US President Donald Trump has generally pursued a foreign policy full of inconsistencies and contradictions, but that doesn’t apply to his approach to the Middle East. He has consistently targeted Iran as a menace and forged an anti-Iranian Arab–Israeli alliance to counter Tehran and its allies. Will his strategy pay off?
Trump has thrived on a ‘divide and rule’ policy at home and abroad. He is the first American leader to score well in enticing some of the Gulf Arab kingdoms to join hands with Israel to confront ‘the Iranian threat’. Hence his brokering of normalisation-of-relations agreements between Israel and the United Arab Emirates and Bahrain.
Trump wants Tehran to renegotiate the landmark 2015 Iran nuclear agreement, the Joint Comprehensive Plan of Action, from which he withdrew the US in 2018, and to retrench its military capability and regional influence according to American interests.
He has subjected Tehran to a policy of ‘maximum pressure’ to make it buckle under the weight of increased US sanctions at a time when Iran has also been hit hard by Covid-19. As Tehran has remained defiant, he has racked up pressure by seeking to use the JCPOA’s ‘snapback’ clause to restore all the pre-JCPOA United Nations sanctions against Iran, despite the US not being a party to the agreement anymore.
While lambasting Tehran for shirking some of its commitments to the agreement in response to his actions, he has ignored Iran’s legal right to do so under the same ‘snapback’ clause as long as it remains a party to the agreement. Not surprisingly, the other signatories to the JCPOA, Britain, France, Germany, Russia and China, say any attempt by Trump to reimpose the UN sanctions is ‘illegal’ and have confirmed once again their support for preserving the agreement as an important measure for regional stability and international security.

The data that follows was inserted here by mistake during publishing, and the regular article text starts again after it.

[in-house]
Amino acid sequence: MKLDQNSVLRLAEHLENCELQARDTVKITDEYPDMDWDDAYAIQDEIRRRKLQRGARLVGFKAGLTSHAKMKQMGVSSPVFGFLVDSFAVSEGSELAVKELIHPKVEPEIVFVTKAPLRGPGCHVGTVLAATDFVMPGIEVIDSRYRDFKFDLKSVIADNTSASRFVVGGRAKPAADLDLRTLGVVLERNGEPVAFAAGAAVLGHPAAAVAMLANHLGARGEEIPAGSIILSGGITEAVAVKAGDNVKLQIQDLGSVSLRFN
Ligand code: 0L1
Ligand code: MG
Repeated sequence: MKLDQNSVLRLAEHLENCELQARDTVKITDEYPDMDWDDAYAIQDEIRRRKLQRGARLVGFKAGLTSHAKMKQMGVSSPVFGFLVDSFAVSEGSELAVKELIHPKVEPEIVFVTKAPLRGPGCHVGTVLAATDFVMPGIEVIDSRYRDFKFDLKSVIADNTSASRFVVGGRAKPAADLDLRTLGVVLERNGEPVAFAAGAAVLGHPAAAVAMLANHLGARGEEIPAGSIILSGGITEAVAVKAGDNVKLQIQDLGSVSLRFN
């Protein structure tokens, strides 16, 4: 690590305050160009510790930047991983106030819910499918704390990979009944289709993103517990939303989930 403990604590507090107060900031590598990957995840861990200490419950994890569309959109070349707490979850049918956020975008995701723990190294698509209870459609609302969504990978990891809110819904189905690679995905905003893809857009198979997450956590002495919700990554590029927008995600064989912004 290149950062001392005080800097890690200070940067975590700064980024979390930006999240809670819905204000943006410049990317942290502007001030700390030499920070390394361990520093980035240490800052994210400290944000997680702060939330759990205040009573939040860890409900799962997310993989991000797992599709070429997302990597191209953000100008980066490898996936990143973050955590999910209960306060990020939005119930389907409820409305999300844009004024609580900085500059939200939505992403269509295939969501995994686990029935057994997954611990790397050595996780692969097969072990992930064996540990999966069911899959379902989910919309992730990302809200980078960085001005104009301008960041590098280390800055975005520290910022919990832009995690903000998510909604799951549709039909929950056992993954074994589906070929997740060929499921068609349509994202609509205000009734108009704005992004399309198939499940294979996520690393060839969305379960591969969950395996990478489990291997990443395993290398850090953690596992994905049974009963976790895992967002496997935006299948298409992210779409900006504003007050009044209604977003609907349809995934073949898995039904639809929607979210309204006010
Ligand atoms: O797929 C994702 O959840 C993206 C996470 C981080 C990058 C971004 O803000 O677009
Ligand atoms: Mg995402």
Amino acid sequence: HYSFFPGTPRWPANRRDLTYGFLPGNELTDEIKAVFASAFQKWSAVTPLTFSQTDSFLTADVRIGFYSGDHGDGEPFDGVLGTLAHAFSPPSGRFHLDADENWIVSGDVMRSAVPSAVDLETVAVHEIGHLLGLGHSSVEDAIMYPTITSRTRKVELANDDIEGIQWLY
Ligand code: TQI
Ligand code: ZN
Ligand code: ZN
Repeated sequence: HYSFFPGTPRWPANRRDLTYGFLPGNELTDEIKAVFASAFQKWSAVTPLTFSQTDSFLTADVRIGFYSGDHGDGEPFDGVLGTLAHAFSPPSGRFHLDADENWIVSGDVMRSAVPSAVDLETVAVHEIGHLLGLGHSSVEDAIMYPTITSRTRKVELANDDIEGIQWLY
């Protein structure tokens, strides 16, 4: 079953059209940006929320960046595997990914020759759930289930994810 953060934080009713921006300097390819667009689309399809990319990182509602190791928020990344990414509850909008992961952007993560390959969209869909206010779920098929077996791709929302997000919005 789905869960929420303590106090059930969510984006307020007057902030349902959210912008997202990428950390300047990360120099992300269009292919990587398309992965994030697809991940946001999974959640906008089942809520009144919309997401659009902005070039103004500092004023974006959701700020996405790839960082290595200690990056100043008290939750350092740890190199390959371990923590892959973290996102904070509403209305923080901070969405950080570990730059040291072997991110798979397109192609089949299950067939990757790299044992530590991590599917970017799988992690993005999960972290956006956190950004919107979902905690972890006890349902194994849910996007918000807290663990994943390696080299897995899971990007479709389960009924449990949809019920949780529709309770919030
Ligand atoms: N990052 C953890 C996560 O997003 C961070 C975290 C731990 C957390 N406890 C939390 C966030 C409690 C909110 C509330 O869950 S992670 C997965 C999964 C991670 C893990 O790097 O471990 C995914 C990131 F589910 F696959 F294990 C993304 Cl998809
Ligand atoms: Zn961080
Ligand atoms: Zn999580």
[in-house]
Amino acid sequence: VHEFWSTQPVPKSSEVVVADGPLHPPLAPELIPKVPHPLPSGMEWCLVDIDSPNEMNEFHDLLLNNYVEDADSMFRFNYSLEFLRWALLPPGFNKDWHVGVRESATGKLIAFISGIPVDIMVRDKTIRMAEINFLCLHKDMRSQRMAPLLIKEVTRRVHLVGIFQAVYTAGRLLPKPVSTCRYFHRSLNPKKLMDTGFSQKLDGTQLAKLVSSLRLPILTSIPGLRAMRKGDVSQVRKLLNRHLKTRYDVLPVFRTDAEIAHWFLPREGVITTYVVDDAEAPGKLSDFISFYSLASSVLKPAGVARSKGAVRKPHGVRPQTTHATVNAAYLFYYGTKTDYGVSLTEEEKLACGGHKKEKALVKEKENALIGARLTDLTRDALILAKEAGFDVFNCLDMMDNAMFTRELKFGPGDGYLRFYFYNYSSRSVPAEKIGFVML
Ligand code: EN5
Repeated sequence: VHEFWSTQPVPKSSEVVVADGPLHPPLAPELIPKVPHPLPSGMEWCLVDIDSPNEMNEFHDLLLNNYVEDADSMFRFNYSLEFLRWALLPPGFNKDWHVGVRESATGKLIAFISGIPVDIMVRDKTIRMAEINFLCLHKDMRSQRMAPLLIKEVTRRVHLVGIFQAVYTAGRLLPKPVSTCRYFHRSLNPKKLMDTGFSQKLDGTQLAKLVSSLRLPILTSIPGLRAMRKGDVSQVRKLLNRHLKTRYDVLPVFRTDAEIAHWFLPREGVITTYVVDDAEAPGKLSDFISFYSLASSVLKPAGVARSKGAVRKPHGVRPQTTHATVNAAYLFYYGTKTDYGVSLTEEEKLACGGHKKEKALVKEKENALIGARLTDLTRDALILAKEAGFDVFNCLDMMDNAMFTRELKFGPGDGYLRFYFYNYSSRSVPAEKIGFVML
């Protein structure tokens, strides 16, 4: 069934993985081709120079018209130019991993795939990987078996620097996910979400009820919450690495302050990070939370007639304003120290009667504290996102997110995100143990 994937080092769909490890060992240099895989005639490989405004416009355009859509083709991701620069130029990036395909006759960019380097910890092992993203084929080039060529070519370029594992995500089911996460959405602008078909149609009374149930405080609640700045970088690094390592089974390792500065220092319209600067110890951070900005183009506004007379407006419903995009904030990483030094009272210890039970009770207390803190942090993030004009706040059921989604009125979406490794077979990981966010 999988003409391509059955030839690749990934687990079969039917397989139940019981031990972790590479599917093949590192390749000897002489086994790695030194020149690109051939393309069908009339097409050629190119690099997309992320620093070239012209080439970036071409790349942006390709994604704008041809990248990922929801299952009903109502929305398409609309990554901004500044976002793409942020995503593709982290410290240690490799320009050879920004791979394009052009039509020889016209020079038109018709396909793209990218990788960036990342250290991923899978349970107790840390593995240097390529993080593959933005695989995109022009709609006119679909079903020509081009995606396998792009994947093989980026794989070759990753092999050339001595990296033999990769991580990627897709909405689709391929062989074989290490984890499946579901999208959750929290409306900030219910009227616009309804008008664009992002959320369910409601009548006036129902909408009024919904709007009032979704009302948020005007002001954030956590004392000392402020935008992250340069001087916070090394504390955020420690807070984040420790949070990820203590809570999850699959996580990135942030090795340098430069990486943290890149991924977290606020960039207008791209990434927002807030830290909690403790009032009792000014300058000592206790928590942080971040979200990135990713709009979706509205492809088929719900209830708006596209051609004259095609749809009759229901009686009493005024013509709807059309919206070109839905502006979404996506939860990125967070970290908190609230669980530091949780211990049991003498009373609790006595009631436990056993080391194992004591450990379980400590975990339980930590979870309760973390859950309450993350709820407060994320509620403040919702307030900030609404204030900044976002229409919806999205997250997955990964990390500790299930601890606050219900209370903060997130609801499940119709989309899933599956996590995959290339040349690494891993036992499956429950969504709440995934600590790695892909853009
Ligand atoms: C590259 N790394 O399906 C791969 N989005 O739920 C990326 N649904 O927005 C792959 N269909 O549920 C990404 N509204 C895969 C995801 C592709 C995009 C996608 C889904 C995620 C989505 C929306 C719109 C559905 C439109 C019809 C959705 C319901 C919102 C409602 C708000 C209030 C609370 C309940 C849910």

Trump says his policy actions are necessary to build a peaceful and stable Middle East. But they stand to backfire on a number of fronts.
The president’s policy of pressuring the Iranian Islamic regime to give in or die has caused maximum damage to the Iranian society, without necessarily endangering the survivability of the regime. The ruling clerical stratum has learned how to circumvent and cope with American sanctions for most of its life since 1979. It has developed all the needed religiously based pragmatic and nationalist mechanisms and measures for self-preservation, with a capacity to contain internal dissent and stand up to external challenges.
In response to US pressure, it has strengthened Iran’s strategic ties with America’s major adversaries, China and Russia, and maintained at significant cost its regional allies—including the Syrian Bashar al-Assad government, the Iraqi Shia militias, the Lebanese Hezbollah and Yemen’s Houthis—as part of a broad security architecture.
Trump may find it in his interest to provoke Iran into a confrontation, but Tehran’s approach is to wait until the outcome of the November US election. Democratic candidate Joe Biden has indicated that if he wins the election he will restore America’s participation in the JCPOA—although Trump is doing everything he can to make it impossible for him to do so.
The Trump administration is today more isolated than Tehran internationally. Not only America’s traditional European allies, Britain, France and Germany, but most of the global community have lined up behind Iran as being on the right side of international law. Trump is widely recognised as someone who has persistently flouted international norms and law at will. The cross-Atlantic rift has never been greater, and America’s adversaries have never been more emboldened.
Trump’s apparent goal of an anti-Iran regional front cannot serve the cause of regional stability and security. The 1979 and 1994 Egyptian and Jordanian peace treaties with Israel brought no let-up in the Israeli–Palestinian conflict, and the latest UAE and Bahrain deals with Israel are also unlikely to succeed in doing that.
And should Saudi Arabia join the chorus of peace deals with Israel, which is likely at some stage, that could be seen as a Judeo-Christian – Sunni Islamic alliance, given Riyadh’s historical claim to be the leader of Sunni Islam. This carries the risk of not only deepening the rift with Shia Islam, championed by Iran, but also playing into the hands of violent Muslim extremist groups, such as al-Qaeda and the so-called Islamic State.
Trump’s accelerated Middle East policy actions, when combined with making peace with America’s past ‘terrorist’ enemy, the Taliban, to withdraw US troops from Afghanistan, are more geared towards enabling Trump to score domestically than marking the dawn of peace in the region. They are bound to deepen hostile lines between the US and its allies on one side and Iran and its supporters on the other.
That will erode the chances of engendering meaningful regional cooperation that could transform the Persian Gulf and indeed the wider Middle East from a zone of ‘frenemies’ to one of peace and stability.
This article by Amin Saikal first appeared in the Australian Strategic Policy Institute’s The Strategist in 2020.